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The Siege of Humanae Vitae: Has the enemy almost breached the ramparts?

Fatima Perspectives #1217

Sandro Magister has written a piece in which he proposes that a new book by Gilfredo Marengo on the genesis of the encyclical Humanae Vitae (HV) represents “an unexpected obstacle” to “[t]he campaign that is underway to demolish ‘Humanae Vitae’ — the 1968 encyclical of Paul VI that said no to artificial contraceptives.”

I respectfully disagree. Based on the extensive summary of the book’s account provided by Andrea Tornielli, which Magister views as sufficient to see where Marengo is going, it is quite clear that Marengo, a member of Pope Francis’ semi-secret commission to “reappraise” HV on its fast-approaching 50th anniversary (July 25), has set the stage for another application of Francis’ utterly destructive novelty in the realm of moral theology: i.e., that objectively binding moral norms admit of practical exceptions based on each person’s subjective capacity to obey in his or her “concrete” situation.  In other words, a form of situation ethics.

According to Tornielli’s summary, Marengo documents the following facts:

  • The written responses solicited from members of the 1967 Synod of Bishops — the first of its kind after Paul VI invented the “universal” synod — were overwhelmingly in favor of altering the Church’s unalterable teaching on the intrinsic immorality of contraception, including the Pill. Of the 25 written responses received, 18 were in favor of the change and only 7 were opposed.
  • The seven opposed to any change included Bishop Fulton Sheen, Cardinal Siri (one of the staunch defenders of orthodoxy in the midst of the neo-Modernist uprising during Vatican II), and none other than the Bishop of Krakow, Karol Wojtyla, the future Pope John Paul II.
  • The progressivist majority, represented by the infamous Cardinal Suenens of Belgium, argued for use of the Pill in “determinate conditions,” arguing that this would be a harmonious “development” of Pope Pius XI’s recognition that mere recourse to naturally infertile periods, not involving any artificial means, would not be immoral in and of itself.
  • The secret archives examined by the semi-secret commission reveal that Paul VI had been ready to publish an entirely orthodox draft of an encyclical on contraception, bearing the title De nascendae prolis (loosely: On Childbirth) written by the papal theologian Cardinal Mario Luigi Ciappi, known to readers of this column as the very prelate who revealed that the Third Secret warns of an apostasy that “begins at the top.” In fact, the Latin text had already been printed and was ready for official publication.
  • Ciappi’s draft, however, was shelved on account of objections routed to Paul VI through the Vatican Secretariat of State, which caused publication to be blocked while Paul VI reconsidered the text.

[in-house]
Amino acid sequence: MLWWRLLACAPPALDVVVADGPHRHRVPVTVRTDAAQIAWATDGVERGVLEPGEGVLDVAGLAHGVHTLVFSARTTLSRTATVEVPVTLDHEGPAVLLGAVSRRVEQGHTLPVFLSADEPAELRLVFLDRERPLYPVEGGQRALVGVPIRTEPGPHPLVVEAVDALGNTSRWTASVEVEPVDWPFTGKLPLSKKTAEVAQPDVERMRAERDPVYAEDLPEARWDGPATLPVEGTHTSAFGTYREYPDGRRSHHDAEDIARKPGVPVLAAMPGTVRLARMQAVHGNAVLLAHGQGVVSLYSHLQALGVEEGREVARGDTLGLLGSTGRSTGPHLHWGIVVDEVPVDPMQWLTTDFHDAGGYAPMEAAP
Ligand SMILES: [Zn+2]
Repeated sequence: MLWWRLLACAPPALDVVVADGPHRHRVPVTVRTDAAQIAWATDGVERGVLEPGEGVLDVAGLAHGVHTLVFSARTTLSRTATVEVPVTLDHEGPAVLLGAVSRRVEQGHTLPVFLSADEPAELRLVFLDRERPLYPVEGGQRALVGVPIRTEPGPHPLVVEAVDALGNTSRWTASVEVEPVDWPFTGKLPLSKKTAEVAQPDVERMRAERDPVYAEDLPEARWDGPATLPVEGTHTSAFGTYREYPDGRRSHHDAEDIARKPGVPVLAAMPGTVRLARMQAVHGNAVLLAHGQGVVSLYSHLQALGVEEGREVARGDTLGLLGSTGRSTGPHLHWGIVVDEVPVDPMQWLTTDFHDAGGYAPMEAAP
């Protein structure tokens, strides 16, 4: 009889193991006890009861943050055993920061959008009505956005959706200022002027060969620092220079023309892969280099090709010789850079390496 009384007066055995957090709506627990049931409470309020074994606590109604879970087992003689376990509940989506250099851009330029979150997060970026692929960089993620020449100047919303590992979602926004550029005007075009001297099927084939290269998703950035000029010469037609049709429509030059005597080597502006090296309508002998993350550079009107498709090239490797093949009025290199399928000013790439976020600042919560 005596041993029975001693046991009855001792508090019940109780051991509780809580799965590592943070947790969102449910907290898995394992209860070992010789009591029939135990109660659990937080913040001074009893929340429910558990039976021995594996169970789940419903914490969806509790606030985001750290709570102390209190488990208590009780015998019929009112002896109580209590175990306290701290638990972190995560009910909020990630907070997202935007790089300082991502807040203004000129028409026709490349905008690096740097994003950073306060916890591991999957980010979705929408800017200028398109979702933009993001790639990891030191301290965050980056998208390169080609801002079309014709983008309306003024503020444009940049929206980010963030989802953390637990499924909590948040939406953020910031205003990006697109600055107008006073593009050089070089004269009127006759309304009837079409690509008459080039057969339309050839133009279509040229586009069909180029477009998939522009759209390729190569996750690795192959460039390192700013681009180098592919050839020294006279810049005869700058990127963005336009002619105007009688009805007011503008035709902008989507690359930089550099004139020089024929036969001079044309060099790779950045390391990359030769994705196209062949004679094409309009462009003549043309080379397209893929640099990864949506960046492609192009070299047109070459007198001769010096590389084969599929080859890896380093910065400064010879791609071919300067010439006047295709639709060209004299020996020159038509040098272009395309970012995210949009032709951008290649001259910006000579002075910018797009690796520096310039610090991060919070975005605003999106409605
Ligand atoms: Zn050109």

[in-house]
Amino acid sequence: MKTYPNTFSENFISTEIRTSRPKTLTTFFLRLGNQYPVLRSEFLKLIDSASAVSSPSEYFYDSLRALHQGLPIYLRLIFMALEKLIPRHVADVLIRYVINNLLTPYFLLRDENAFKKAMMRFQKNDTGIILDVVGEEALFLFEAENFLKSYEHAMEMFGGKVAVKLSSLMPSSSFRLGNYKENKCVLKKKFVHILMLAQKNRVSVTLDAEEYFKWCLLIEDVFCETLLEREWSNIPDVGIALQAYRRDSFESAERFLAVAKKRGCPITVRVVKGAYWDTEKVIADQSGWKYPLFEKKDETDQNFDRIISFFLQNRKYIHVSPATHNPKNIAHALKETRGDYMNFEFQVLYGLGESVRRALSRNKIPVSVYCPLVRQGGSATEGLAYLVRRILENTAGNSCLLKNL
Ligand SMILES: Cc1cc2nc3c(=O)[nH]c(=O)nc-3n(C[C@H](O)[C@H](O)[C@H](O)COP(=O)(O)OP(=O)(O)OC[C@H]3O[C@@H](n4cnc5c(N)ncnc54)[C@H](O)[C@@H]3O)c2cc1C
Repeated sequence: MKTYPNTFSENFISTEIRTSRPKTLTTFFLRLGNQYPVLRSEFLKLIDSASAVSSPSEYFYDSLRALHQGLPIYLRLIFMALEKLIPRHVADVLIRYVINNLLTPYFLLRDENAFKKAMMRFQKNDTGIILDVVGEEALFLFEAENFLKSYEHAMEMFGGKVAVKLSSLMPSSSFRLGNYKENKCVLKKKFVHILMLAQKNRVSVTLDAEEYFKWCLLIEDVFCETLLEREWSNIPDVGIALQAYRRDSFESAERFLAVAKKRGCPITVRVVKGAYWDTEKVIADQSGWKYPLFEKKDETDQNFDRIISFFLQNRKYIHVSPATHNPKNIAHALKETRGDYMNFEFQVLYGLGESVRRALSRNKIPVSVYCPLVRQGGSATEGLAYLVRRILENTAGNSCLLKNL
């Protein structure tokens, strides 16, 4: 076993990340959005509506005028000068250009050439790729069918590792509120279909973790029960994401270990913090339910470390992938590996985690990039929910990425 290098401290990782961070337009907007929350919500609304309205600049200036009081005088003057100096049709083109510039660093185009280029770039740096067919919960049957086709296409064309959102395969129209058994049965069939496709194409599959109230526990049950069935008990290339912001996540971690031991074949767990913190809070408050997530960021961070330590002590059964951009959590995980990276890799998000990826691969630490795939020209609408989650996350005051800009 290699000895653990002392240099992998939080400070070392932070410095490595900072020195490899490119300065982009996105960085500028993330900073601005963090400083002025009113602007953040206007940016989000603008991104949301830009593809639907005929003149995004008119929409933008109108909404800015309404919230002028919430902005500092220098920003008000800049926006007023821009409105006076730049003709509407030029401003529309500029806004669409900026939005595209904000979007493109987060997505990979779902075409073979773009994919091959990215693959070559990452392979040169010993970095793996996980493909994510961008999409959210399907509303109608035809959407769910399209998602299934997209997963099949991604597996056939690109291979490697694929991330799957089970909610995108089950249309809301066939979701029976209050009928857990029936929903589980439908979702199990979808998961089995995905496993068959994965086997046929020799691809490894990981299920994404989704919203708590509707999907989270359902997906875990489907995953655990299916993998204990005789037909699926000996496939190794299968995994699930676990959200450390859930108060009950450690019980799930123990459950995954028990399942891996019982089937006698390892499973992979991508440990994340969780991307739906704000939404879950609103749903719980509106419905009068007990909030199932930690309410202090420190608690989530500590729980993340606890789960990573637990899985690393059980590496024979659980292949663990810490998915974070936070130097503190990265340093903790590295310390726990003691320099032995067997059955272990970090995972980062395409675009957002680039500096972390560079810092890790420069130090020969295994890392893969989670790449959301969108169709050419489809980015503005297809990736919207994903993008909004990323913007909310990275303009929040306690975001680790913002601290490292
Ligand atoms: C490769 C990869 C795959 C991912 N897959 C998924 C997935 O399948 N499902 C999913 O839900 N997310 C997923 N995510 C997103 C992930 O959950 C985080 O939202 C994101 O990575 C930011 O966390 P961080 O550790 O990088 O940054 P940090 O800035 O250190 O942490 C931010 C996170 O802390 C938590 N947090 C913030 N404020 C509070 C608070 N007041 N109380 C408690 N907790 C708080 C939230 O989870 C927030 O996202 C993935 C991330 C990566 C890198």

• This was followed by a progressive redraft of the encyclical openly calling for what has now, under Francis, become the order of the day: affirming the teaching in principle while merely “accompanying” the faithful as they progressively walk along an imaginary “road to perfection,” without, however, actually fully accepting and obeying the Magisterium’s infallible condemnation of contraception. The progressive draft also emphasized “conjugal love” to the seeming detriment of the procreation and rearing of children as the primary end of marriage. The same document argued that the Pope must not assume the role of sole interpreter of the Church’s teaching in this matter, as if to suggest that the moral teaching of the Magisterium is subject to some kind of democratic consensus, at least among the newly conceived “college of bishops.”
  • Paul VI wisely rejected that disastrous rewrite, settling finally on the draft we now know as HV. But that draft, Marengo argues, is a kind of compromise between the doctrinal rigor of Ciappi’s draft and the opposing progressive redraft with its call for “accompaniment.”
  • Accordingly, HV does indeed affirm the intrinsic immorality of contraception, but it also refers to the “difficulty” of following the Church’s teaching “these days” — as opposed to the past, when people had far fewer material comforts and supports? It further repeatedly alludes to sympathy for the “weakness” of sinners, as if to minimize an already widespread failure to follow, with God’s grace, a basic dictate of the natural law. But HV does not go so far as to allow for “accompanying” sinners while they continue to violate a moral norm that admits of no exceptions.

From all of this, Marengo draws a conclusion that hardly represents an “obstacle” to a retreat from HV but rather seems to prepare the way.  He writes that with HV Paul VI negotiated a path between “two extreme attitudes,” which Marengo characterizes as “a prejudicial rejection of [Church] teaching or a defense — without ifs and buts — that would give him [the Pope] a disproportionate role as a bulwark [or castle wall] during every crisis in the church and in the world.”

If presenting an exceptionless moral norm without “ifs and buts” is now to be considered an “extreme attitude,” and if the Pope’s role in defending morals when they are under attack by the world and within the Church herself must now be limited, so that it is not “disproportionate,” on what ground does Magister stand in his claim that Marengo’s work poses an obstacle to the attack on the Church’s infallible teaching against contraception now underway? I do not see any reason for his confidence.  I see only trouble ahead. 

One should hope and pray that Magister is right, and I am wrong.

 

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